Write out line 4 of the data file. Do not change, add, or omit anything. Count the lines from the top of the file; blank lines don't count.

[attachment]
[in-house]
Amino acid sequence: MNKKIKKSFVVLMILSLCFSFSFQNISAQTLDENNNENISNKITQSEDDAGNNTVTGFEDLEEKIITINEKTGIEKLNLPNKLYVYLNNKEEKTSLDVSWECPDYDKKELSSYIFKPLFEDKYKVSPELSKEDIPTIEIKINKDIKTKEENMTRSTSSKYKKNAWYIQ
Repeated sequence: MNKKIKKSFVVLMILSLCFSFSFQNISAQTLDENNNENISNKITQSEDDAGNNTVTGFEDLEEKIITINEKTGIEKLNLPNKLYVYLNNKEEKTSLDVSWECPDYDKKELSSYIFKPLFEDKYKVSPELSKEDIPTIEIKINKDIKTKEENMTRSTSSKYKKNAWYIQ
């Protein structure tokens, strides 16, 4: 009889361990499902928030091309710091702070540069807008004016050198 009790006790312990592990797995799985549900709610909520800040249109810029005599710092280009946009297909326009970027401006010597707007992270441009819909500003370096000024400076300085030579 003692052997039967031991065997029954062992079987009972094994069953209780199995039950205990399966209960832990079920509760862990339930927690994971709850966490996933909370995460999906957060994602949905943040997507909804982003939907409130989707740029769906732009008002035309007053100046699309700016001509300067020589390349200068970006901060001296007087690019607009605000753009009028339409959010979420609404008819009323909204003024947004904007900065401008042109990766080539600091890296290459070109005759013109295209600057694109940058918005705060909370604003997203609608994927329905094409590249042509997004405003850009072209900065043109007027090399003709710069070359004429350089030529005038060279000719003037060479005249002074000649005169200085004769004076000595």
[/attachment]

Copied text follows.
């Protein structure tokens, strides 16, 4: 009889361990499902928030091309710091702070540069807008004016050198 009790006790312990592990797995799985549900709610909520800040249109810029005599710092280009946009297909326009970027401006010597707007992270441009819909500003370096000024400076300085030579 003692052997039967031991065997029954062992079987009972094994069953209780199995039950205990399966209960832990079920509760862990339930927690994971709850966490996933909370995460999906957060994602949905943040997507909804982003939907409130989707740029769906732009008002035309007053100046699309700016001509300067020589390349200068970006901060001296007087690019607009605000753009009028339409959010979420609404008819009323909204003024947004904007900065401008042109990766080539600091890296290459070109005759013109295209600057694109940058918005705060909370604003997203609608994927329905094409590249042509997004405003850009072209900065043109007027090399003709710069070359004429350089030529005038060279000719003037060479005249002074000649005169200085004769004076000595």